A piece of Glassboro unofficially became "Manytown" for a day recently - symbolic in a conference for students on diversity and youth leadership put on by the American Conference on Diversity.
About 70 students from Woodbury High, Moorestown Friends, Palmyra High, Gloucester Alternative School, and Northern Burlington Regional High School attended the event May 22 at Rowan University to learn more about issues such as sexism and racism.
After some gentle icebreakers from student leaders, program manager Henaz Bhatt got to the heart of the day by posing the question: "What is prejudice?" Students launched into confidential discussions in small groups.
"We want to educate and empower the next generation," said Diane Schwartz, president of the American Conference on Diversity. "New Jersey is one of the most diverse states in the country."
She believes that Manytown not only raises a greater awareness of diversity, but that the students "start to think about it relative to themselves."
Woodbury High sophomore James Jones said, "Honestly, coming in I didn't know what to expect. It was really a great way for me to open my eyes to different things . . . things I would never normally think about on a daily basis."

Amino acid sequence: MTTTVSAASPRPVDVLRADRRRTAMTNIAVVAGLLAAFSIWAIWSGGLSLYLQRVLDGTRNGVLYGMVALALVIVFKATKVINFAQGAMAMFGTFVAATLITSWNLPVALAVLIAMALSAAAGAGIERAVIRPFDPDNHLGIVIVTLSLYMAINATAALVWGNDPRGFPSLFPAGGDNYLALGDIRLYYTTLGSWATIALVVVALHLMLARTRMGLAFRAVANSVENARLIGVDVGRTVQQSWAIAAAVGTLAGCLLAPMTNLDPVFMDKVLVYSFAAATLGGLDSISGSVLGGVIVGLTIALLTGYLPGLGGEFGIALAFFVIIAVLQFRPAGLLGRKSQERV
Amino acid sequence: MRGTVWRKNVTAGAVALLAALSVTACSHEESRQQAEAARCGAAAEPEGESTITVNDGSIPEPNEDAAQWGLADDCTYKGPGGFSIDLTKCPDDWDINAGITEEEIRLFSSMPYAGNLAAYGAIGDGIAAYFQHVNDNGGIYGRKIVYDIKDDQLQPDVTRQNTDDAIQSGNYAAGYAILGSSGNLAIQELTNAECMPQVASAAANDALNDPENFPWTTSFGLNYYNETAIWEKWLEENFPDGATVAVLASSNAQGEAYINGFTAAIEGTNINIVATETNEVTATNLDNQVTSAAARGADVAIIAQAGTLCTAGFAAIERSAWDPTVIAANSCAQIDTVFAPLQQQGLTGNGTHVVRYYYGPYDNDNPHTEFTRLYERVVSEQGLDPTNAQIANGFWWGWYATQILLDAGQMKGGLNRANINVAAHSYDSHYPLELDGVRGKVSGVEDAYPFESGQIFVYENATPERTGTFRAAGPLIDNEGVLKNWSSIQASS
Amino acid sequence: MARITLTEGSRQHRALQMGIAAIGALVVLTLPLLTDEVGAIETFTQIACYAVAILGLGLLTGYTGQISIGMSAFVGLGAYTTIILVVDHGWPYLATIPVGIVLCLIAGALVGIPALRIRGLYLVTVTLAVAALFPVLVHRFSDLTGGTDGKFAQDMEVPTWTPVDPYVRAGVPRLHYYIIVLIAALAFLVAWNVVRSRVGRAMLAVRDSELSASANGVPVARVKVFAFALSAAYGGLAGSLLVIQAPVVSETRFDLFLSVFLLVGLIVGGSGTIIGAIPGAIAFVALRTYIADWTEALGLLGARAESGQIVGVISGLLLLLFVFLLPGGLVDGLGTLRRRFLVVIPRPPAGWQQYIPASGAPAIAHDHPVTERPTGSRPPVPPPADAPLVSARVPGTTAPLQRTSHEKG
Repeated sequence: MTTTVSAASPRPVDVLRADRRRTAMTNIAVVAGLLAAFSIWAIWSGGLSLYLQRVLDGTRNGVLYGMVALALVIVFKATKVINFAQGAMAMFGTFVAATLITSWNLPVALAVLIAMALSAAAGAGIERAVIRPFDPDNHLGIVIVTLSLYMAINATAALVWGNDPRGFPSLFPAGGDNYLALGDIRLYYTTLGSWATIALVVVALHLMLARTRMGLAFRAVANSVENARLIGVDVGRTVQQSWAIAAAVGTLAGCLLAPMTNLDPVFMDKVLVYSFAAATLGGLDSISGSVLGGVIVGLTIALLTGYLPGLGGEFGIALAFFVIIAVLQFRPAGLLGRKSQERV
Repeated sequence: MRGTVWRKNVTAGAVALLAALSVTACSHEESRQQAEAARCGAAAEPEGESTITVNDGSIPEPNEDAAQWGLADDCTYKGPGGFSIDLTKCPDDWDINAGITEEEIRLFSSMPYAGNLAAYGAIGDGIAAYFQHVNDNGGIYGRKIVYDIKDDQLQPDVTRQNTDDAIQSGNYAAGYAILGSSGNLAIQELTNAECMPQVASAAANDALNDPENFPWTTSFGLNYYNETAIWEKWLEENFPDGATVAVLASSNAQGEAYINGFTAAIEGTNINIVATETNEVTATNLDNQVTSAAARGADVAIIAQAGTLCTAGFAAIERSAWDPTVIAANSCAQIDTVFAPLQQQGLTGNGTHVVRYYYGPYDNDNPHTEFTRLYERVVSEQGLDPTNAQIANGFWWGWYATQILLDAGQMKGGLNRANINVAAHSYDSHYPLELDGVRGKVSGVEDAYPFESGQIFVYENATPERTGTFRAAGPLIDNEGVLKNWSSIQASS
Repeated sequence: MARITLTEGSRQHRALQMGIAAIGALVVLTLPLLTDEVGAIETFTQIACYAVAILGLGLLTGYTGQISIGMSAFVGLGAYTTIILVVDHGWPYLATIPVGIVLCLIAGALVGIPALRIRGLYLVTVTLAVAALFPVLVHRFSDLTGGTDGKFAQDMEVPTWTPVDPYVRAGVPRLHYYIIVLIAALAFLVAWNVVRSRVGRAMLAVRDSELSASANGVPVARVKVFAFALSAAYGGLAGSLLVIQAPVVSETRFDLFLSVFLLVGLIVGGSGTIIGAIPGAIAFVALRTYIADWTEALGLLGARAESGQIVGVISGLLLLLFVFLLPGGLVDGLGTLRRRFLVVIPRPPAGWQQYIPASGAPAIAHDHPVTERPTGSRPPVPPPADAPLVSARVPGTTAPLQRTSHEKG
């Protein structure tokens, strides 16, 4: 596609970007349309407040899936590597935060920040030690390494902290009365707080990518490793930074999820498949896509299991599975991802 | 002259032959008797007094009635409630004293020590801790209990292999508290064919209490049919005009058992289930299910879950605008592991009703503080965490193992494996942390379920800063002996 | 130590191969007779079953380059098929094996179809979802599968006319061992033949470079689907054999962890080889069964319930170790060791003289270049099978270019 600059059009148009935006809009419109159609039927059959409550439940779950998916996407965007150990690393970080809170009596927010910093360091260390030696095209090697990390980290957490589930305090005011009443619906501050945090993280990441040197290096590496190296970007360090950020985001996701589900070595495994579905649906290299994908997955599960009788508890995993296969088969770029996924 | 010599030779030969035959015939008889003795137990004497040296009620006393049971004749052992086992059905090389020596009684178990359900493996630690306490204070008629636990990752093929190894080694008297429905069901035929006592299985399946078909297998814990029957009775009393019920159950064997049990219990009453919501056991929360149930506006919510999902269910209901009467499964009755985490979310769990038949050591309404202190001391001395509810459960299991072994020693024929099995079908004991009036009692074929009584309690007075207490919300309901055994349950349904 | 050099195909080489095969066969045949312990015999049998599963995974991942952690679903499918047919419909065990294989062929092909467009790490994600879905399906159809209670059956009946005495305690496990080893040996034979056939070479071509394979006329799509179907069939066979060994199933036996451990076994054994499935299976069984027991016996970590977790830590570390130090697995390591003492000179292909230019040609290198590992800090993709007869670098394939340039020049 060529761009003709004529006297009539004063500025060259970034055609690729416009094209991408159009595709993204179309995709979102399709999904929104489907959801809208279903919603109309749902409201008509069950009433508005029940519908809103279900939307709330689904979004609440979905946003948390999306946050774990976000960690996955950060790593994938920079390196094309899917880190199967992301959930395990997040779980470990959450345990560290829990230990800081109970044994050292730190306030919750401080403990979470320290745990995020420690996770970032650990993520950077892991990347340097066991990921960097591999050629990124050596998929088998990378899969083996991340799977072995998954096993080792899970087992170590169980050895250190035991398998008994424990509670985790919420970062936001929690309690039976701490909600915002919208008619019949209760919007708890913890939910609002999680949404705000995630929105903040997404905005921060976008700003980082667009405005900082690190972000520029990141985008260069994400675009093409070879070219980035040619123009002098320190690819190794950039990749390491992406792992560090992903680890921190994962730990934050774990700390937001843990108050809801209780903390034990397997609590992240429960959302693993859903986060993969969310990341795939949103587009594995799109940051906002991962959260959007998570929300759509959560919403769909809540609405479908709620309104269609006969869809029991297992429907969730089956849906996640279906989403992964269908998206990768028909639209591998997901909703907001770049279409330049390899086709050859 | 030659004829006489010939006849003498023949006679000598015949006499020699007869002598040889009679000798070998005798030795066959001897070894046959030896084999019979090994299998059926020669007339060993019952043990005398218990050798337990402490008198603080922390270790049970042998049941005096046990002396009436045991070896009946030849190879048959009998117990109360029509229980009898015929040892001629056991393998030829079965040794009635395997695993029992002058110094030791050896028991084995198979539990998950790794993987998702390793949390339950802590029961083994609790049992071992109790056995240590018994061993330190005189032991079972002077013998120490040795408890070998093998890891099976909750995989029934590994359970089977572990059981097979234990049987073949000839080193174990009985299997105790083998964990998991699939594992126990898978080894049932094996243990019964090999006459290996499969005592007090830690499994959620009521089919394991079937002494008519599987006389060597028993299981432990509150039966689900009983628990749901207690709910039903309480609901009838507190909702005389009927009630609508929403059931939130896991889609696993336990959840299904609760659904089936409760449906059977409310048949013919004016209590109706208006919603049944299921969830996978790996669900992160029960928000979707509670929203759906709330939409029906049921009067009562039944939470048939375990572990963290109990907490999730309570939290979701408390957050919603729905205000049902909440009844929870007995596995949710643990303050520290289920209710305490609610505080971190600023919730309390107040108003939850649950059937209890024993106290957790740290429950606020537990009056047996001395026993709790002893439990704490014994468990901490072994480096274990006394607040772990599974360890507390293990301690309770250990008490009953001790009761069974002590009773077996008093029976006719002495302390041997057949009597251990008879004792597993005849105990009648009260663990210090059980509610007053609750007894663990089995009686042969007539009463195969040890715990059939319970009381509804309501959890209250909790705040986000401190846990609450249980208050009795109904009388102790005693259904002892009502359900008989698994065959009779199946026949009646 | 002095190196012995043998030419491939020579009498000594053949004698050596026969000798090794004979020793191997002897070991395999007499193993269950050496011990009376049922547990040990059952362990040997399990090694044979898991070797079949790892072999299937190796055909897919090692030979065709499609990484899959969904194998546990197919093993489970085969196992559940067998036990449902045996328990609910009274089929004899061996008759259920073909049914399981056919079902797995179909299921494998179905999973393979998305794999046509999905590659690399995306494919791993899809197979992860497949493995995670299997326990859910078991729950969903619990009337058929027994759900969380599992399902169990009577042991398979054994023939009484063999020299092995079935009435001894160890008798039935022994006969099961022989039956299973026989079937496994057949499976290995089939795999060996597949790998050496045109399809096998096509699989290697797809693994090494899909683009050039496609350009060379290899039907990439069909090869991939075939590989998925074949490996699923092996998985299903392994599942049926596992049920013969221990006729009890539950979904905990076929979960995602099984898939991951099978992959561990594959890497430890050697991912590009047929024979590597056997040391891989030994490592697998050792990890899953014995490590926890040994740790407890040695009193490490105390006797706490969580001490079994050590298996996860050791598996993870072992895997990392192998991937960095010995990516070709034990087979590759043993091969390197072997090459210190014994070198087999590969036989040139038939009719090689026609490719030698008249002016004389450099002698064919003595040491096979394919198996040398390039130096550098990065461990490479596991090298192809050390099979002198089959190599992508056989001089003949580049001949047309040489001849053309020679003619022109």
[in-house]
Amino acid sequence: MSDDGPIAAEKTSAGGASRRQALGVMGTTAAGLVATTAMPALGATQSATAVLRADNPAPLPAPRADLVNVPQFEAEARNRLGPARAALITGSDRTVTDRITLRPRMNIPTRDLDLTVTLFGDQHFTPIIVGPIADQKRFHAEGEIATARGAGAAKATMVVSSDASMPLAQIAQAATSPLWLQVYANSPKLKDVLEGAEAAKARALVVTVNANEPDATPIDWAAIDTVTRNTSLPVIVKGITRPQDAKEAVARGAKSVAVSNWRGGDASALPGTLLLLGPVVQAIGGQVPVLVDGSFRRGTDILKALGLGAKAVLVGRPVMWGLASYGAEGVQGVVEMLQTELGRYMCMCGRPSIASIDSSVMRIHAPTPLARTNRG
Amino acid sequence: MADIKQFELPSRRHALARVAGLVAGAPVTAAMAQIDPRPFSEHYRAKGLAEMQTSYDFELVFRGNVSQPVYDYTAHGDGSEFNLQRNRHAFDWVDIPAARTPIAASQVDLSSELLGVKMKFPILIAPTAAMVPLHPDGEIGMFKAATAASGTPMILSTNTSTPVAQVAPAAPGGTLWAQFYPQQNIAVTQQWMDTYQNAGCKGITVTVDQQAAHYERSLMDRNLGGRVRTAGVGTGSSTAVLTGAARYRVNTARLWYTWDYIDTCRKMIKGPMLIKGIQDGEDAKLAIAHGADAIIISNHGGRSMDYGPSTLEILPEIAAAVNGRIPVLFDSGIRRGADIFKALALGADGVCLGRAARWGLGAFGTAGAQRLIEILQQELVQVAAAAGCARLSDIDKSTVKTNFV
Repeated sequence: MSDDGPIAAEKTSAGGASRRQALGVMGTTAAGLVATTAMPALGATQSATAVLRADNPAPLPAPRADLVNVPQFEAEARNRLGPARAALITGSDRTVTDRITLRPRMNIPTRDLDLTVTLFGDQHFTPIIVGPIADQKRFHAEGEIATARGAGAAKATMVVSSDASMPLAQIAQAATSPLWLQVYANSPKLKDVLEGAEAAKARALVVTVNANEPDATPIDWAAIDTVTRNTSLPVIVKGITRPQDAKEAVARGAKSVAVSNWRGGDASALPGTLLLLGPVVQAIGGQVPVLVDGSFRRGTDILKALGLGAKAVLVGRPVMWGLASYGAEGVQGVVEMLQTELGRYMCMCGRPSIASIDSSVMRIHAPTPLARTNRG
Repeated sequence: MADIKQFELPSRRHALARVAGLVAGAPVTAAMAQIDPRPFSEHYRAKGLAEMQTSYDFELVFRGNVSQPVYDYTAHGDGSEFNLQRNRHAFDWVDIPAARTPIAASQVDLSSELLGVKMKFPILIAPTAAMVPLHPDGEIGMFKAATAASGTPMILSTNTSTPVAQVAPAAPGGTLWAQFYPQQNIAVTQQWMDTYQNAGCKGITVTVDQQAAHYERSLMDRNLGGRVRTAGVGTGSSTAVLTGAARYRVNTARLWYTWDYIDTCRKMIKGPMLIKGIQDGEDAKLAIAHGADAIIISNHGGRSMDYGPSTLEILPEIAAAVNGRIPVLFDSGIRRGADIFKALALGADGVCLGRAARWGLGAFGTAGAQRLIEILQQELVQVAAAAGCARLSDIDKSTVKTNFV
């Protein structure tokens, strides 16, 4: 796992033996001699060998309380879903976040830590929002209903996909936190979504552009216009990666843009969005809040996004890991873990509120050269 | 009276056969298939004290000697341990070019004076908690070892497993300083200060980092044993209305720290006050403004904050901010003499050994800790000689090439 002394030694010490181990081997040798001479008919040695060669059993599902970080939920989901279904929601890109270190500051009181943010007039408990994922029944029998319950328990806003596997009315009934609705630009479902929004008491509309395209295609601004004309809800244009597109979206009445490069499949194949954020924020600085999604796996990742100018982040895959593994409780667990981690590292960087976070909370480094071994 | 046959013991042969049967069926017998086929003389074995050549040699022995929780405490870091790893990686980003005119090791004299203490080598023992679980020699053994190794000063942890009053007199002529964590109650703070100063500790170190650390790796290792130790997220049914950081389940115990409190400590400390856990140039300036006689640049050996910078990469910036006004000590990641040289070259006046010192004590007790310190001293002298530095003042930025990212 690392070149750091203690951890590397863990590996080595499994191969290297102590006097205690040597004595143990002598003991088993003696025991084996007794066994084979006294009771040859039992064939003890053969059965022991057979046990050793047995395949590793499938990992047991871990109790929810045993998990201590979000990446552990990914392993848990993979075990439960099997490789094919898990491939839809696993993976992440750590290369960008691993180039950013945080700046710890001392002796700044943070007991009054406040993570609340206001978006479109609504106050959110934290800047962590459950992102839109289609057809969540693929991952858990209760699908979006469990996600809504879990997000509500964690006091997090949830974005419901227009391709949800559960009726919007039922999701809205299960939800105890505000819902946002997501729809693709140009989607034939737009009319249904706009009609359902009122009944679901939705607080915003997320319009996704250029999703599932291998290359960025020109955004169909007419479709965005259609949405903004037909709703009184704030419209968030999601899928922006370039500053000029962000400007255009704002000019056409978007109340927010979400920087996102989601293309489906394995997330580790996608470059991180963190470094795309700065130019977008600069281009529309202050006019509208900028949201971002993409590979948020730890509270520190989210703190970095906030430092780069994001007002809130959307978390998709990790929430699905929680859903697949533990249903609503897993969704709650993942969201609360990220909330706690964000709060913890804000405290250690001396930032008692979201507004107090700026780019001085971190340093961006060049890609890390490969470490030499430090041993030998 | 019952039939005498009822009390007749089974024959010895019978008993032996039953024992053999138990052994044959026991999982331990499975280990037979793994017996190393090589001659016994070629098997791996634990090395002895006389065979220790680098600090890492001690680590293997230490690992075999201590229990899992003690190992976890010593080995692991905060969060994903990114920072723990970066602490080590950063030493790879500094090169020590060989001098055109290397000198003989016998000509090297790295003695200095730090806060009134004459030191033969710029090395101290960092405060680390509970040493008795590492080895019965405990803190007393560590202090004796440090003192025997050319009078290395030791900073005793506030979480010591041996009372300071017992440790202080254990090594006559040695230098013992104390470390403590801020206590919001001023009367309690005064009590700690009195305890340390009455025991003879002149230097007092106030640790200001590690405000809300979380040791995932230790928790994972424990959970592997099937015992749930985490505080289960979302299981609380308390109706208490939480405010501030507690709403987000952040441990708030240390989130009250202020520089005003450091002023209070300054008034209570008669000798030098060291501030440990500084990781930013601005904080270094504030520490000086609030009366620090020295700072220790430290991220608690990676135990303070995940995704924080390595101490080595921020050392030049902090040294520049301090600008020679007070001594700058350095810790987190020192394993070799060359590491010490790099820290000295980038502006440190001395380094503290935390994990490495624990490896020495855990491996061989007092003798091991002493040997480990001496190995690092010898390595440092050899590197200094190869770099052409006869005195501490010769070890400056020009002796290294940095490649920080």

Jones said the workshop brought to light words he might use to describe certain races or people. After the conference, he realized "it's so ridiculous some of the things that we say . . . . You just have to be aware of what you're saying."
Mike Lavin, a junior at Woodbury High, is a student leader for Manytown. In the summer, he attended a weeklong session called "Lead for Diversity," which he called "life-changing." It covered diversity topics in more depth and prepared him to be a Manytown student leader.
"It's up to the delegates to really break the ice," Lavin said of the Manytown student leaders. Even so, he admitted, he was not always outgoing when it came to discussing diversity that week. "My first two days I was kind of shy, but once I found everybody else was opening up, I opened up," he said.
Now Lavin helps run a school club that meets monthly to discuss how to be more aware of diversity at Woodbury High.
The Rowan conference was one of six regional Manytown programs in New Jersey that take place each year, most of them averaging 100 students.
Teachers participated in a workshop as well. Tom Turney of the American Conference on Diversity coordinated their portion of the day. "Not only is there work to be done with the students, but there's work to be done with the staff," he said.
Like the students, teachers discussed how they would handle racism, sexism, or other diversity issues in the schools. Turney said the teacher program had been terrific, with many staff members getting a lot out of the discussions.
Schwartz said dialogue on these sensitive topics was needed to better handle the problems.
"We believe that you have to talk about all of these things so we can ensure that we have a civil society on all of these issues," she said.